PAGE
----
Now in his third year as a neurosurgeon resident at Harvard Medical School and Mass. General, Rolle was pulled into coronavirus-related roles starting in March.
The 2008 Rhodes Scholar wrote a guest column for Peter King’s weekly “Football Morning in America” feature. In it, Rolle discussed some of the challenges that healthcare workers have had to navigate in the unprecedented circumstances of the ongoing pandemic.
“During my shifts in the surge clinic, my colleagues and I are foot soldiers in this larger fight,” Rolle wrote. “We manage and triage patients, put in orders for CAT scans and chest X-rays, set up consults and get patients where they need to be, all while taking extensive precautions to protect ourselves and avoid transmission.
“Despite the busyness of this team, one of the most jarring things is seeing empty hallways in the hospital, knowing that family members can’t come in, essential staff is limited and that people in need have had their procedures postponed to allow us to help the very sickest patients.”
The demands placed on the healthcare infrastructure meant that many hospital employees (including surgeons) were forced into unfamiliar roles.
Rolle explained that he has encountered this in performing surgery on several occasions.
“In May, I operated on a patient with COVID-19 who had a tumor that was causing obstruction to the fluid-filled spaces in his brain,” wrote Rolle. “I’ve operated on some very sick patients before, including those with full-blown tuberculosis, and at that point I had been working with coronavirus patients in the surge clinic for several months, so I was familiar with how to navigate. That said, my expertise is in the central nervous system, and coronavirus ravages the respiratory system.”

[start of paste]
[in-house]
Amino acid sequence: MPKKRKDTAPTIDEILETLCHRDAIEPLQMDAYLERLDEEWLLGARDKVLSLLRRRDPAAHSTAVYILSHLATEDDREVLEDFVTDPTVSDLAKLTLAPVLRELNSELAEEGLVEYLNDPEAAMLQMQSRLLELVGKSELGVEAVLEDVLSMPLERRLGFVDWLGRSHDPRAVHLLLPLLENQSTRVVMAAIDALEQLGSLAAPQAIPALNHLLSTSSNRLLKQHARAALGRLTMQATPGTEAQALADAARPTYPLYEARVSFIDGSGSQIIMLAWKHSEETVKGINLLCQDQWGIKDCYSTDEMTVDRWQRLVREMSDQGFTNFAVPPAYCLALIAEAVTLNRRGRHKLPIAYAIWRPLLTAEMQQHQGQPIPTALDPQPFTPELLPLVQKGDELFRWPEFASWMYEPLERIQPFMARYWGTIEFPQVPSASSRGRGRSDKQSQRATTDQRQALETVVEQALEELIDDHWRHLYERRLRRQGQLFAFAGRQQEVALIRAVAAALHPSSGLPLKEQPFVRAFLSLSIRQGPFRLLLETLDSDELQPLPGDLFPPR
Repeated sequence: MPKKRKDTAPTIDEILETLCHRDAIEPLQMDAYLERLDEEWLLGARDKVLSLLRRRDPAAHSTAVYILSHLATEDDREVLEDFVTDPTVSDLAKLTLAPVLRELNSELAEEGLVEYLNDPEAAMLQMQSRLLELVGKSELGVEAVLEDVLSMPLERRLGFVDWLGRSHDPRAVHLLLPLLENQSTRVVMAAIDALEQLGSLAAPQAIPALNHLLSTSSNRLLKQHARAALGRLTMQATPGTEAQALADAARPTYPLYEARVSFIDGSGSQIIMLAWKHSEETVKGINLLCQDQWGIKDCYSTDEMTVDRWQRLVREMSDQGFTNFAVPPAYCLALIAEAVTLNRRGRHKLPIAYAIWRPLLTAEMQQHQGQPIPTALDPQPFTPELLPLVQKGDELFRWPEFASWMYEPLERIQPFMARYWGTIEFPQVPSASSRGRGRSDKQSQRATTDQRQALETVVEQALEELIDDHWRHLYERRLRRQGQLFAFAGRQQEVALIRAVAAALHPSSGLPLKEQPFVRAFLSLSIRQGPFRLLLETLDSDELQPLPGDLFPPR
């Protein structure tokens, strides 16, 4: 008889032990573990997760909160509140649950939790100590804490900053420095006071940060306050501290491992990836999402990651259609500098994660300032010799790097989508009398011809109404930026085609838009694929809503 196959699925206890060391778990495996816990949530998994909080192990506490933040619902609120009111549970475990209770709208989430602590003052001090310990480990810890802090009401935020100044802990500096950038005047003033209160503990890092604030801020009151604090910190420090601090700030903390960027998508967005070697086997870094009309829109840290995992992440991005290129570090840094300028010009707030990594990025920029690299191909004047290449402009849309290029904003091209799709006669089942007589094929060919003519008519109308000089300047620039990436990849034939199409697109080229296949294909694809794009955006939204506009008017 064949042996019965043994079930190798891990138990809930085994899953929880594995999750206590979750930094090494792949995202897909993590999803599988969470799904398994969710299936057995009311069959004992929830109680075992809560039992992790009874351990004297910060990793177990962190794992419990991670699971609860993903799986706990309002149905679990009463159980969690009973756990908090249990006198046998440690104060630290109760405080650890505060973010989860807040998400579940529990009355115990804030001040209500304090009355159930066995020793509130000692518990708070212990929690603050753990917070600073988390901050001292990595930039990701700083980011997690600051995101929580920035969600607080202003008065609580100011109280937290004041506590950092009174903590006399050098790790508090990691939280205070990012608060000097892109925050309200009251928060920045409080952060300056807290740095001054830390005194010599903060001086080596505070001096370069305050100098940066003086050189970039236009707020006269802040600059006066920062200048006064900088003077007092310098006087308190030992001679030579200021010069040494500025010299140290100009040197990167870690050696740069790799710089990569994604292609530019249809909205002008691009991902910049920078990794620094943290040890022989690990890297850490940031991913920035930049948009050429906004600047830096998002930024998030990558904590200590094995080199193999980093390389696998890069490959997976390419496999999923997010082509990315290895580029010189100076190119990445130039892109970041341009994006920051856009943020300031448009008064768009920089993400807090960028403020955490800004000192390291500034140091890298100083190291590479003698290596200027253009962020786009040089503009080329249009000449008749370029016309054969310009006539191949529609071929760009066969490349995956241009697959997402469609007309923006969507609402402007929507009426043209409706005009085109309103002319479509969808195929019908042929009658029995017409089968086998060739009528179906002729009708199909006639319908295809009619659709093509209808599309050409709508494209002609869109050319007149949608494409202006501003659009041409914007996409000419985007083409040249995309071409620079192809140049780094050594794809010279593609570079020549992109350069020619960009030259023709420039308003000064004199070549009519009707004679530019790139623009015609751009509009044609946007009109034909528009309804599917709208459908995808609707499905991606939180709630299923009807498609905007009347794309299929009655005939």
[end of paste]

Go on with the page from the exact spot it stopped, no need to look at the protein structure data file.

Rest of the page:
But like so many other healthcare workers grappling with the pandemic, Rolle found a way to help his patient.
“While he’s still in the hospital with a long road ahead, he’s had several negative COVID-19 tests, so we’re moving in the right direction.”
Rolle’s unique background has proven an asset, as noted that “my football background has been huge for me.”
For the former Florida State football player, he uses a method his old defensive coordinator taught him.
“I try to get 2 percent better whenever I do anything, especially in surgery and the technical skills we rely on every day,” said Rolle. “That includes learning daily about COVID-19 and getting myself up to speed with the new data and journal articles on how to manage these patients correctly. In everything, I work to get 2 percent better to be the best provider I can possibly be.”